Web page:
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Wednesday, April 18, 2012

Somali Pirates Go "Mother Ship" Hunting, Grab Yemeni Fishing Boat

Reported as "Yemeni fishing vessel seized by Somali pirates in Arab Sea"
Somali pirates hijacked a Yemeni fishing vessel in the pirate-infested waters of the Arab Sea, Yemen's Interior Ministry said Monday.

"The vessel owned by Yemeni fisherman Ahmed Nasser ... has reported a crew of nine Yemeni fishermen on it," the ministry said in a statement on its website. It provided no further information on the condition of the crew.
Well, it being Yemeni and all, you know that it wasn't taken for the big ransom it would bring.

The pirates use such vessels to extend their attack range. UPDATE: In the "sorta related" news category, there is an odd report that a pirate haven was attacked by "aircraft" of unknown origin, as seen at SOMALIA: War planes strike Somalia’s Bari region, 2 fisher men wounded:
At least two Somali fishermen were wounded in the old coastal district of Gumbah, which is 200km east of Bosasso, the capital of Bari region in the semi-autonomous state of Puntland, RBC Radio reports. The strike which occurred on midnight of Monday targeted boats on the coast of the district wounding two people, Gure Ali Daad who is the permanent secretary of the district commissioner told RBC Radio by phone. “The air strike begun late on the night about 1.00 p.m (local time), two planes targeted fisher men returning from the coast. Two fishermen were injured.” Gure Ali Daad said. “We heard at least two bombardments, we could not identify where the planes from, because they had no lights.” He added. Mr. Daad denied that his district hosted the pirates operating in Puntland coastal districts where they usually hold ships and receive ransom money.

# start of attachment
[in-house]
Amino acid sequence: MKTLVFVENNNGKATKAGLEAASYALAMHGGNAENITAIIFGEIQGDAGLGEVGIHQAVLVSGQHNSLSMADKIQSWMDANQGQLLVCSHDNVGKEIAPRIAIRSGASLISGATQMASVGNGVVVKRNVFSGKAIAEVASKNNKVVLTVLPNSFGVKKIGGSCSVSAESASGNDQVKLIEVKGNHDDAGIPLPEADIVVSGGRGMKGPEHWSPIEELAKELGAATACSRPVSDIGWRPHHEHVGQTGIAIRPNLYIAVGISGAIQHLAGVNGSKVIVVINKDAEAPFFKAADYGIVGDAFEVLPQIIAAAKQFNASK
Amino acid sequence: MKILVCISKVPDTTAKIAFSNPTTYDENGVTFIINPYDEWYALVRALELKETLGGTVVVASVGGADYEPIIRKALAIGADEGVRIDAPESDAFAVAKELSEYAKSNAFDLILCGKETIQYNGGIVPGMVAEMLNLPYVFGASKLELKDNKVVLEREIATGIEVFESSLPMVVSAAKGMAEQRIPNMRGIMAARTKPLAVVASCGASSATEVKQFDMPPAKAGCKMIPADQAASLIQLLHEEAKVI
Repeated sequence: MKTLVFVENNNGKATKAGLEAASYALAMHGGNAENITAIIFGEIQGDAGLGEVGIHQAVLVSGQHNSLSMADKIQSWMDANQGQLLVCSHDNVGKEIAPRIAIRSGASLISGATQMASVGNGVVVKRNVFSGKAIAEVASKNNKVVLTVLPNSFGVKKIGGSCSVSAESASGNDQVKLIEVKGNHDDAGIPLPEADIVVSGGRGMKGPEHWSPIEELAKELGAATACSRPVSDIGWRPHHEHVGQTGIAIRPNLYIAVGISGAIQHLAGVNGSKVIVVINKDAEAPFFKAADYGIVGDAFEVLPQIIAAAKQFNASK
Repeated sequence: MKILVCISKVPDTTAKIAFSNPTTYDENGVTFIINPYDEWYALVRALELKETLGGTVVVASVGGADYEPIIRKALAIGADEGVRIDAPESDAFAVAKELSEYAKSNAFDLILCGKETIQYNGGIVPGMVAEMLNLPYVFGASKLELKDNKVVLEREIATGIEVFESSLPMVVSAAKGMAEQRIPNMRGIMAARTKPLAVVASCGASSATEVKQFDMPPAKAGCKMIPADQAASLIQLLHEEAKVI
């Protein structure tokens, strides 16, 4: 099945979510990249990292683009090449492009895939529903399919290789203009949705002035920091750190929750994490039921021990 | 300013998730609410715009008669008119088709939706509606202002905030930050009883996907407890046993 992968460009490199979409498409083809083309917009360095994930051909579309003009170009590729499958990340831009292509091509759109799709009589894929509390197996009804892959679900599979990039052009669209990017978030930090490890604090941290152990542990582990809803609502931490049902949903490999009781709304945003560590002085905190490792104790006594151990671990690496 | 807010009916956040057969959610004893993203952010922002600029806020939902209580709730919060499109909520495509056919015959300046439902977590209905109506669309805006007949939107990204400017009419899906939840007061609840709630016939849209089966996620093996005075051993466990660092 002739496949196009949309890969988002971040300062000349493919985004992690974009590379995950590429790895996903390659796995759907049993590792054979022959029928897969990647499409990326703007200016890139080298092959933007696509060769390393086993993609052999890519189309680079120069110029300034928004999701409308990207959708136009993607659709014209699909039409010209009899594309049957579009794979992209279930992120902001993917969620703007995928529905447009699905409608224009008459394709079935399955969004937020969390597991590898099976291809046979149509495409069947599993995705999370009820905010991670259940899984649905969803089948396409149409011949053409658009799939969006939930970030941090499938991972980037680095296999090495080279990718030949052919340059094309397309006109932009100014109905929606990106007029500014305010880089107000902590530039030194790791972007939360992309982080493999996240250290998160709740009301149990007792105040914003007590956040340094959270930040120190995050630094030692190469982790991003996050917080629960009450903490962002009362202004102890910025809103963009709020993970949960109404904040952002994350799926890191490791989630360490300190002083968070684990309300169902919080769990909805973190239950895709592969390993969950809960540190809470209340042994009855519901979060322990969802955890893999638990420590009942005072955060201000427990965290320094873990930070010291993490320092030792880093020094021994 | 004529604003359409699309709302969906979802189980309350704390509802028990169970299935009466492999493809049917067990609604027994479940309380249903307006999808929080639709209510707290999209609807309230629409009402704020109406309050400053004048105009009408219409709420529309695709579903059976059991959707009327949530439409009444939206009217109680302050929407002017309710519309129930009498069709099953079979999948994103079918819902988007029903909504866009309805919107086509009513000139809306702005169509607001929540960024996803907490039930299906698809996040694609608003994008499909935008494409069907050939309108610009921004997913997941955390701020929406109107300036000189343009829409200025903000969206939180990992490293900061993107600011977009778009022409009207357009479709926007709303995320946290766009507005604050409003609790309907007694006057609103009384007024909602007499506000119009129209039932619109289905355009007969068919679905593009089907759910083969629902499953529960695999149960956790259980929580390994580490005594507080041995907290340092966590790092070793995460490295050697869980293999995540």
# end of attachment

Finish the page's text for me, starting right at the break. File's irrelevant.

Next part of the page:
Interesting. Odd, but interesting. More in this AFP report:
Last month the European Union authorised its navies to strike Somali pirate equipment on land, with a mandate for warships or helicopters to fire at fuel barrels, boats, trucks or other equipment stowed away on beaches. However, it was not possible to establish which nation the aircraft belonged to, and the EU force have not yet said they have ever launched such an attack. A spokesman for Atalanta, the EU anti-piracy mission, said it was "not involved whatsoever" and declined comment on who might be behind the strike. The United States also operates unmanned drones flying over the Horn of Africa nation, and have reportedly struck suspected Al-Qaeda allied fighters in southern Somalia.

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